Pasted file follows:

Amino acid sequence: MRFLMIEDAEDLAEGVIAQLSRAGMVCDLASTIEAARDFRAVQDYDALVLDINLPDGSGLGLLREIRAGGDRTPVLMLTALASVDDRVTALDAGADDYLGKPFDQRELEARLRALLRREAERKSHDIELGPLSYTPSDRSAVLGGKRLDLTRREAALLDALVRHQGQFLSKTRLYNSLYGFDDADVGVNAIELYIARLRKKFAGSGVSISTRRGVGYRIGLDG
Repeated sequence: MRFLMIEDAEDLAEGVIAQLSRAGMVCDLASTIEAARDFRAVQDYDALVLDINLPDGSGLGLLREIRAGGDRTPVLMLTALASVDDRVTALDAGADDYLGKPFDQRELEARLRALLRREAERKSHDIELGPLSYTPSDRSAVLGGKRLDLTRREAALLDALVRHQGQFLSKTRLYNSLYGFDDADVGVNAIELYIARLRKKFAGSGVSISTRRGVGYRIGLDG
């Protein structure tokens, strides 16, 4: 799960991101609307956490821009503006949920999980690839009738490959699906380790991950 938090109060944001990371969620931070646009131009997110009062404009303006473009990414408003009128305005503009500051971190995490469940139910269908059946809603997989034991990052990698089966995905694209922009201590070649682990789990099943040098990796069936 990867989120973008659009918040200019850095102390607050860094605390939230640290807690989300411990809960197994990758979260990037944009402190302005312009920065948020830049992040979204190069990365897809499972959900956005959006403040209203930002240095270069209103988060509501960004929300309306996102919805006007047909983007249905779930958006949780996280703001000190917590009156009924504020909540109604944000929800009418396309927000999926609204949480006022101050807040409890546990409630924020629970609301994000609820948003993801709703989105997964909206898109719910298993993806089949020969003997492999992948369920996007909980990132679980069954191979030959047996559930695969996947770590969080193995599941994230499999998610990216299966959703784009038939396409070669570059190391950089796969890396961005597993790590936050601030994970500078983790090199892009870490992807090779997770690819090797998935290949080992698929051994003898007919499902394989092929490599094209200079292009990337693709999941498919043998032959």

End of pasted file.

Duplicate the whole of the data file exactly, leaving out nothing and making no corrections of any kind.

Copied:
Amino acid sequence: MRFLMIEDAEDLAEGVIAQLSRAGMVCDLASTIEAARDFRAVQDYDALVLDINLPDGSGLGLLREIRAGGDRTPVLMLTALASVDDRVTALDAGADDYLGKPFDQRELEARLRALLRREAERKSHDIELGPLSYTPSDRSAVLGGKRLDLTRREAALLDALVRHQGQFLSKTRLYNSLYGFDDADVGVNAIELYIARLRKKFAGSGVSISTRRGVGYRIGLDG
Repeated sequence: MRFLMIEDAEDLAEGVIAQLSRAGMVCDLASTIEAARDFRAVQDYDALVLDINLPDGSGLGLLREIRAGGDRTPVLMLTALASVDDRVTALDAGADDYLGKPFDQRELEARLRALLRREAERKSHDIELGPLSYTPSDRSAVLGGKRLDLTRREAALLDALVRHQGQFLSKTRLYNSLYGFDDADVGVNAIELYIARLRKKFAGSGVSISTRRGVGYRIGLDG
């Protein structure tokens, strides 16, 4: 799960991101609307956490821009503006949920999980690839009738490959699906380790991950 938090109060944001990371969620931070646009131009997110009062404009303006473009990414408003009128305005503009500051971190995490469940139910269908059946809603997989034991990052990698089966995905694209922009201590070649682990789990099943040098990796069936 990867989120973008659009918040200019850095102390607050860094605390939230640290807690989300411990809960197994990758979260990037944009402190302005312009920065948020830049992040979204190069990365897809499972959900956005959006403040209203930002240095270069209103988060509501960004929300309306996102919805006007047909983007249905779930958006949780996280703001000190917590009156009924504020909540109604944000929800009418396309927000999926609204949480006022101050807040409890546990409630924020629970609301994000609820948003993801709703989105997964909206898109719910298993993806089949020969003997492999992948369920996007909980990132679980069954191979030959047996559930695969996947770590969080193995599941994230499999998610990216299966959703784009038939396409070669570059190391950089796969890396961005597993790590936050601030994970500078983790090199892009870490992807090779997770690819090797998935290949080992698929051994003898007919499902394989092929490599094209200079292009990337693709999941498919043998032959």